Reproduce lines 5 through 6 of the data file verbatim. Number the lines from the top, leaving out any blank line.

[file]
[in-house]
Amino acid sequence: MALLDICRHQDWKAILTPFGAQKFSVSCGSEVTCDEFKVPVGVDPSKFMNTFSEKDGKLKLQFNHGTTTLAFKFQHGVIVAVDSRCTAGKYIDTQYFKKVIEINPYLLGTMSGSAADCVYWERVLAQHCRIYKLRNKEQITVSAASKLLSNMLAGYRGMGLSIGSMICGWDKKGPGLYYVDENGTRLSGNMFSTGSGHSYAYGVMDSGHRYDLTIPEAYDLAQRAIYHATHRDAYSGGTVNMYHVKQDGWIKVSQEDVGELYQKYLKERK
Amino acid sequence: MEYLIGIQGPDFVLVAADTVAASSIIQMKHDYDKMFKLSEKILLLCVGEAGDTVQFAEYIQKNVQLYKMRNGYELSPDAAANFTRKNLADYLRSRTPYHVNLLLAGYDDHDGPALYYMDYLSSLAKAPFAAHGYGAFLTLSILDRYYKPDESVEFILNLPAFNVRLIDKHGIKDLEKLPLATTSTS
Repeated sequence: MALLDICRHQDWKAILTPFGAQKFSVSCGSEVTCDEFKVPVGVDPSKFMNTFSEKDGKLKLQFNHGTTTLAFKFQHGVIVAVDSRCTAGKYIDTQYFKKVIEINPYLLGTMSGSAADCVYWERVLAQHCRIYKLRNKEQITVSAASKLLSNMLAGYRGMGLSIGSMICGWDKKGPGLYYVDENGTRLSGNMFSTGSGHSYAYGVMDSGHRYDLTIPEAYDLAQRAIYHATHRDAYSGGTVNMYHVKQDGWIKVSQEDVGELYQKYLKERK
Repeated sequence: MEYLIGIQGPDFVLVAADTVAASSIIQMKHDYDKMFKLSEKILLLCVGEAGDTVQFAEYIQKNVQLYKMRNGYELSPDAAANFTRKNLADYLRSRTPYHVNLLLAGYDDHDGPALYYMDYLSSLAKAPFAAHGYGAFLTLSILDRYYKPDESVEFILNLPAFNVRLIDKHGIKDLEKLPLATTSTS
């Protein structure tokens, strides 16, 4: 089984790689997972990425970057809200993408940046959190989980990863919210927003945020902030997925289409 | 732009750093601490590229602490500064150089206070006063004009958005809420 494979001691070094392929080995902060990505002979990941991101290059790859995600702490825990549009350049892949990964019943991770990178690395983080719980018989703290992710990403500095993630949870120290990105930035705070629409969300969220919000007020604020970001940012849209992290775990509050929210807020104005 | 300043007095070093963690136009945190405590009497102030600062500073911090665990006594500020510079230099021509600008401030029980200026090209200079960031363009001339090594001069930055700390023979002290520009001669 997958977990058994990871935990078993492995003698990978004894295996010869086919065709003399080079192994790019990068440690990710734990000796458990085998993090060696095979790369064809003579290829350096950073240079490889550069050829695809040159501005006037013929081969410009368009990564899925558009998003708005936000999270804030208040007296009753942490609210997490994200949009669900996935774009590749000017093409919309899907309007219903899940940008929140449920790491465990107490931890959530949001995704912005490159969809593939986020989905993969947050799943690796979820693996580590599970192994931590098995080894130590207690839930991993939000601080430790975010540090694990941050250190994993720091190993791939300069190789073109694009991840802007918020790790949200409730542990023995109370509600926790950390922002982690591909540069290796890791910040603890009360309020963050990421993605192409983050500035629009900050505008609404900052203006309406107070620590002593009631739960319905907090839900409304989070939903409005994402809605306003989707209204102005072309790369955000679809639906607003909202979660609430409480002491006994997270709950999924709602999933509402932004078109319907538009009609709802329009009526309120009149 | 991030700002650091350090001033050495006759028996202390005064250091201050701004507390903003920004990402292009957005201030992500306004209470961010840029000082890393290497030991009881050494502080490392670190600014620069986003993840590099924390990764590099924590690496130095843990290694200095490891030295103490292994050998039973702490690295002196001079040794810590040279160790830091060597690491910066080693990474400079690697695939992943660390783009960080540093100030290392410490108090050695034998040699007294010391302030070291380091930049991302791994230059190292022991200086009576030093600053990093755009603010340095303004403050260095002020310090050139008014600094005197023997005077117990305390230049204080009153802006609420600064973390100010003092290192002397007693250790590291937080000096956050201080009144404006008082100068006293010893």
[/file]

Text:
Repeated sequence: MEYLIGIQGPDFVLVAADTVAASSIIQMKHDYDKMFKLSEKILLLCVGEAGDTVQFAEYIQKNVQLYKMRNGYELSPDAAANFTRKNLADYLRSRTPYHVNLLLAGYDDHDGPALYYMDYLSSLAKAPFAAHGYGAFLTLSILDRYYKPDESVEFILNLPAFNVRLIDKHGIKDLEKLPLATTSTS
């Protein structure tokens, strides 16, 4: 089984790689997972990425970057809200993408940046959190989980990863919210927003945020902030997925289409 | 732009750093601490590229602490500064150089206070006063004009958005809420 494979001691070094392929080995902060990505002979990941991101290059790859995600702490825990549009350049892949990964019943991770990178690395983080719980018989703290992710990403500095993630949870120290990105930035705070629409969300969220919000007020604020970001940012849209992290775990509050929210807020104005 | 300043007095070093963690136009945190405590009497102030600062500073911090665990006594500020510079230099021509600008401030029980200026090209200079960031363009001339090594001069930055700390023979002290520009001669 997958977990058994990871935990078993492995003698990978004894295996010869086919065709003399080079192994790019990068440690990710734990000796458990085998993090060696095979790369064809003579290829350096950073240079490889550069050829695809040159501005006037013929081969410009368009990564899925558009998003708005936000999270804030208040007296009753942490609210997490994200949009669900996935774009590749000017093409919309899907309007219903899940940008929140449920790491465990107490931890959530949001995704912005490159969809593939986020989905993969947050799943690796979820693996580590599970192994931590098995080894130590207690839930991993939000601080430790975010540090694990941050250190994993720091190993791939300069190789073109694009991840802007918020790790949200409730542990023995109370509600926790950390922002982690591909540069290796890791910040603890009360309020963050990421993605192409983050500035629009900050505008609404900052203006309406107070620590002593009631739960319905907090839900409304989070939903409005994402809605306003989707209204102005072309790369955000679809639906607003909202979660609430409480002491006994997270709950999924709602999933509402932004078109319907538009009609709802329009009526309120009149 | 991030700002650091350090001033050495006759028996202390005064250091201050701004507390903003920004990402292009957005201030992500306004209470961010840029000082890393290497030991009881050494502080490392670190600014620069986003993840590099924390990764590099924590690496130095843990290694200095490891030295103490292994050998039973702490690295002196001079040794810590040279160790830091060597690491910066080693990474400079690697695939992943660390783009960080540093100030290392410490108090050695034998040699007294010391302030070291380091930049991302791994230059190292022991200086009576030093600053990093755009603010340095303004403050260095002020310090050139008014600094005197023997005077117990305390230049204080009153802006609420600064973390100010003092290192002397007693250790590291937080000096956050201080009144404006008082100068006293010893």